Limb Loss and Limb Difference Awareness Month

woman with prosthetic arm

April is limb loss and limb difference awareness month. The goal is to increase awareness and education. The statistics around people born with limb differences and those whom undergo limb reduction surgery shortly after birth due to congenital defects are not very specific, those available indicate the numbers to be close to 1 in 2000. In addition, more than 10,000 Australian’s lose a limb each year due to injury, trauma, diabetes, cancer or infection. 

The unavailability of specific statistics shows the need for more education and awareness around this topic. People with limb loss and limb differences are at higher risk of mental health and social isolation and have lower employment levels. The Covid 19 pandemic has therefore impacted this significantly with all people experiencing increased levels of all the above issues.

What is limb loss (amputation)?

An amputation is the removal of the whole or part of an arm, hand, leg or foot. Amputation is always a last resort and it will not be done unless it is absolutely necessary for a person’s health. Most amputations in Australia are done because the arteries in the legs have become blocked and there is not enough blood getting to the limb.

The type of amputation a person might need usually depends on how well the wound is likely to heal. If the blood supply is very limited, it may not be possible for the tissues to heal even after a minor amputation, so a major amputation may be the best option.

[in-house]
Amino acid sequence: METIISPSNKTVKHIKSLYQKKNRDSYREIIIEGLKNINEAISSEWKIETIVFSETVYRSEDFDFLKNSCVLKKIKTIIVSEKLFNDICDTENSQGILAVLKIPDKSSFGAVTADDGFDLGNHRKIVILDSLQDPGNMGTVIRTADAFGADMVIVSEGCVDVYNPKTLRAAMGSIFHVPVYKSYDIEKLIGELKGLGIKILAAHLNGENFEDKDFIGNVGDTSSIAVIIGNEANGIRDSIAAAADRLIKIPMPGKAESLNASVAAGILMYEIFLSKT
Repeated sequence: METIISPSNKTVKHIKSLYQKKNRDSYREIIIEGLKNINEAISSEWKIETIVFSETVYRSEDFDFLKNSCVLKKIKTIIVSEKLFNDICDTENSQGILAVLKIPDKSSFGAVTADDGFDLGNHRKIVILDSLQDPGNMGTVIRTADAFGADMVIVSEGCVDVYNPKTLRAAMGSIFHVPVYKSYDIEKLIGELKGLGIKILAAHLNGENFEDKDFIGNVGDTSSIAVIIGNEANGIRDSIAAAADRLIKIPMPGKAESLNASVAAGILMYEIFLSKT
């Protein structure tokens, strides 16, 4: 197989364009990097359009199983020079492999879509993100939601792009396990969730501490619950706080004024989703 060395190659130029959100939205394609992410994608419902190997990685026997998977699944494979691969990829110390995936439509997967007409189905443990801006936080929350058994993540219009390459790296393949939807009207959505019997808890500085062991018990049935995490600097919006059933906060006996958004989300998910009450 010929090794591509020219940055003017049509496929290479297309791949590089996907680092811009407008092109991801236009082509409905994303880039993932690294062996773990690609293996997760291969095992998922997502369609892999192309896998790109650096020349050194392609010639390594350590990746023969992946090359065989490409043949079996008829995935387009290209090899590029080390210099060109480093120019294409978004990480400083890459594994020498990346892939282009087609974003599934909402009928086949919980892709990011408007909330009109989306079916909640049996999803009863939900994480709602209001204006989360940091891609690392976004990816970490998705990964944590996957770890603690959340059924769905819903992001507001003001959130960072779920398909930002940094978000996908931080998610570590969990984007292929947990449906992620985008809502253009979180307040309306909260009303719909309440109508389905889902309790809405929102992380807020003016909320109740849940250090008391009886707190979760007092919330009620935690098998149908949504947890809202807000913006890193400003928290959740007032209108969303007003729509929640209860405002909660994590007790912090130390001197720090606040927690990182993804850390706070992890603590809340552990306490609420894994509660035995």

prosthetic arm being fitted

How can we support someone with a limb difference in the workplace?

It is important first of all to recognise that all people’s experiences are different, you can’t expect them to have the same limitations, experiences or points of views. Understanding this is the first step, while it is necessary to have a clear and open conversation with the employee about what supports they may need and any workplace adjustments that could be required.

It is also important to remember to be tactful allow them to feel comfortable in the conversation.

Many employees may have an NDIS funding allocation to help pay for reasonable adjustments but do not make this assumption. In saying this many employees may be able to function fully in their role without adjustments.

Some tips to help support people with limb disabilities:

  1. Ask the person what they need to be successful.
  2. Provide a desk that is accessible and has an ergonomic chair with armrests.
  3. Offer tasks that are within their abilities.
  4. Make sure there is space for them to work in close proximity with others.
  5. Consider how they may want to dress, including footwear and accessories.
  6. Be flexible about how they do their job, including allowing them to use voice recognition software instead of typing.

Additional Resources:

 

 

 

 

 

 

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